LG G3 Review Q&A: your questions answered
Answer: LG hasn't made any promises regarding upcoming software updates for the G3, but we feel confident that it's going to receive at least the next one or two major Android versions, since it's a brand new flagship phone. If not, it would speak pretty badly of LG's software support department.
Answer: Nope, the on-screen buttons for navigation are still there. :(
Answer: Yes, the G3 has an IR blaster, allowing you to control various other electronic gadgets.
Answer: Yes, the laser focus works very well at night.
Answer: No, you can wirelessly-charge the LG G3 without a case.
Answer: There is some squeaking, but you have to cause it intentionally. Otherwise, it's not occuring.
Answer: That's a good question. The lag in the G3 is definitely there, but it's not enough to ruin the experience, or to make the performance annoyingly slow. We're simply annoyed to see it present whatsoever in such a high-end product. The combination of the overly-high display resolution and software that's not perfectly optimized results in some noticeable hiccups at times, and that, in our opinion, is not to be tolerated in a top-shelf phone in 2014. As for the Galaxy S5, what we meant there was that the Galaxy S5's TouchWiz UI has a very short response time, so when it loads your main menu items, for example, scrolling between pages is very instantaneous. The trouble there is that it also experiences such hiccups and delays at times.
Answer: Outdoor visibility is worse with the LG G3, mostly due to its lower maximum brightness. Because of the large display with tremendous number of pixels, it requires a lot of power in order to achieve brightness of 400+ nits, and that why it simply doesn't. It stays in the sub 400-nit category, ending up darker than the Nexus 5's 5" display that can go up to 485 nits.
Answer: The perceived pixel density difference between a 1080p 5.5" display and a QHD 5.5" display is negligible. Like, you need a magnifying glass in order to spot the difference.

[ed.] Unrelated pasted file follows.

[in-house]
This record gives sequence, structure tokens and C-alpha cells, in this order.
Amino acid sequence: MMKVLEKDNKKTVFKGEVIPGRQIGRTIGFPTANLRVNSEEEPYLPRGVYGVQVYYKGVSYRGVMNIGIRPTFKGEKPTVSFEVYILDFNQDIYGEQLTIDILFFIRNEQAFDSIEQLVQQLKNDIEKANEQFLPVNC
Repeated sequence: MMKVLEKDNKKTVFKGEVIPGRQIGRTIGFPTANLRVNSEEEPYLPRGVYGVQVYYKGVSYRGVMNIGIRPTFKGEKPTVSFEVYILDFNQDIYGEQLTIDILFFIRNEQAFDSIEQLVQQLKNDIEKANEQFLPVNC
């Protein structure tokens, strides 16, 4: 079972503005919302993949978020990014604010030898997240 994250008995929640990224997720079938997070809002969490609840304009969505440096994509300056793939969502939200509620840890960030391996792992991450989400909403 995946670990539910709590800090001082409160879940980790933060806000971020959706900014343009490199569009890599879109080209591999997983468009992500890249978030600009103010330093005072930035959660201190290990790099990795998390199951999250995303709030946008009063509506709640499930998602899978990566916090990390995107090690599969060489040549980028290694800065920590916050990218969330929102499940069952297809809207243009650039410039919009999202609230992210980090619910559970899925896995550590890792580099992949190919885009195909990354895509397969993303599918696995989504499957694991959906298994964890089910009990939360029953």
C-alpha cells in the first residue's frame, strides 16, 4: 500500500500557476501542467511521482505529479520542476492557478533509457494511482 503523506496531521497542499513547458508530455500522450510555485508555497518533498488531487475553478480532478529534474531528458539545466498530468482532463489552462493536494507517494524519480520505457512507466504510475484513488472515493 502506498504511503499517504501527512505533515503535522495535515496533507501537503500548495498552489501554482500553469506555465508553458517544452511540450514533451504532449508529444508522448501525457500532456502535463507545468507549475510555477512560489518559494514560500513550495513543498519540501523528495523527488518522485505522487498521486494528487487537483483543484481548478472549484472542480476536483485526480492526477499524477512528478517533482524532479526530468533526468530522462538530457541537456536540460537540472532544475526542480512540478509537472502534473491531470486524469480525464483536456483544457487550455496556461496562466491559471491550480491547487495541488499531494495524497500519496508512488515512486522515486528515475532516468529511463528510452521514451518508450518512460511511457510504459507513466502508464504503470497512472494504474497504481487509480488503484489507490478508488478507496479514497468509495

1. refillable (Posts: 641; Member since: 10 Mar 2014)
Thanks for the clarification, so the phrase 'a substantial amount of lag' had been adjusted because that it is flagship? Then, it's not any worse than the S5! Even I could think that in fact it may be better than the S5 if not because of those terrible outdoor viewability.
9. refillable (Posts: 641; Member since: 10 Mar 2014)
In fact it really is better than the S5, after seeing other reviews... Though decision again... But I think I should wait till the Note 4/Allegedly 'G3 S805'/S5 Prime/Z3. What do you guys think?
15. chebner (Posts: 143; Member since: 17 Oct 2011)
You could wait, but what's the point. There will always be something better just beyond the horizon.
16. refillable (Posts: 641; Member since: 10 Mar 2014)
I won't wait for a couple of years. We are talking about two or three months here not years.
2. hipnotika (Posts: 302; Member since: 06 Mar 2013)
i think we don't neek 2k or 4k resolution on 5" screen. 1080p is ok.
6. cncrim (Posts: 519; Member since: 15 Aug 2011)
We all said that when 720p come out, then 1080p
10. AliNSiddiqui (Posts: 380; Member since: 19 Sep 2012)
I don't notice any difference between 720p and 1080p either, but if you guys do then my eyes must be weak or something..
8. EclipseGSX (Posts: 1616; Member since: 18 Oct 2011)
No one NEEDS it but most of us wouldn't mind it lol
3. rallyguy (Posts: 558; Member since: 13 Mar 2012)
I would imagine part of the reason why it's hard to tell the difference between QHD and 1080p is because there is not a lot of content in 4k yet.
Try zooming in on a picture in 4k vs 1080p and the difference will become apparent real quick.
13. chebner (Posts: 143; Member since: 17 Oct 2011)
That is the whole point of why anything greater than 1080p on a smartphone is POINTLESS!! You can only tell a difference when you zoom in, which means putting it within a couple inches from your eyes or using a magnifying glass. If that's how all of you QHD and 4k screen droolers look at your phone , then maybe it makes sense. For those of us that use only our eyes, there is no benefit for smartphone screen resolutions greater than 1080p.
Where higher resolution does matter is with content. With still photos higher resolution is better because you have the flexibility to zoom and crop. 4k will be awesome for home theater/video, but again, only if you have a big enough screen. 4k content on a 4k smartphone will look no better than 1080p content on a 1080p smartphone or a 4k smartphone for that matter because the detail is too small for the eye to see. Perhaps a very small percentage of people with extremely good eyesight (better than 20/20) may be able to see minimal improvement, but for the other 6.9 billion of us greater than 1080p on a smartphone provides zero benefit. We just get to suffer the consequences of a higher res phone, some of which are referenced in this article.
So now let's touch on 4k content for a second. I wish I had a 4k TV and that 4k content was readily available in a format that would give you the full benefits of 4k video resolution. I'm guessing a lot of you are also looking forward to 4k. The problem I see with 4k isn't the fact that there is so little content. The problem with 4k is the delivery system that will most likely be used. Those of you like me, hoping for some physical format like 4k BluRay are most likely going to be sorely disappointed. I'm guessing a lot of you are excited about 4k streaming. For you I ask... If most 1080p streaming can't compete with BluRay (especially Netflix) why do you expect they'll be able to do 4k any justice? Don't get me started on audio!